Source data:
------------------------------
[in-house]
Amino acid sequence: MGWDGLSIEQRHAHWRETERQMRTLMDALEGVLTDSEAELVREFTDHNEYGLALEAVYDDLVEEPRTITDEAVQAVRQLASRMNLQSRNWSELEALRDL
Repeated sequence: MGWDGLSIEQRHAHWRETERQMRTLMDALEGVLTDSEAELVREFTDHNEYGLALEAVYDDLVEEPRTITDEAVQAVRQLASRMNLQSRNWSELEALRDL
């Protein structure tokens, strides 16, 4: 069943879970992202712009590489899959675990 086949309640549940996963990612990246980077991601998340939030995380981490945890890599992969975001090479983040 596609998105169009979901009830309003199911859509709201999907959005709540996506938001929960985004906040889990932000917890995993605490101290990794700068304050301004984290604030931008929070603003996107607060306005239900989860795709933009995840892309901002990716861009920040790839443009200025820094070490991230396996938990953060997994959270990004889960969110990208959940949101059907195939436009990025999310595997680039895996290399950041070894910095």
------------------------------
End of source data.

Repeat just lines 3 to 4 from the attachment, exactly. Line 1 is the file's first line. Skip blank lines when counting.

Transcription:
Repeated sequence: MGWDGLSIEQRHAHWRETERQMRTLMDALEGVLTDSEAELVREFTDHNEYGLALEAVYDDLVEEPRTITDEAVQAVRQLASRMNLQSRNWSELEALRDL
């Protein structure tokens, strides 16, 4: 069943879970992202712009590489899959675990 086949309640549940996963990612990246980077991601998340939030995380981490945890890599992969975001090479983040 596609998105169009979901009830309003199911859509709201999907959005709540996506938001929960985004906040889990932000917890995993605490101290990794700068304050301004984290604030931008929070603003996107607060306005239900989860795709933009995840892309901002990716861009920040790839443009200025820094070490991230396996938990953060997994959270990004889960969110990208959940949101059907195939436009990025999310595997680039895996290399950041070894910095």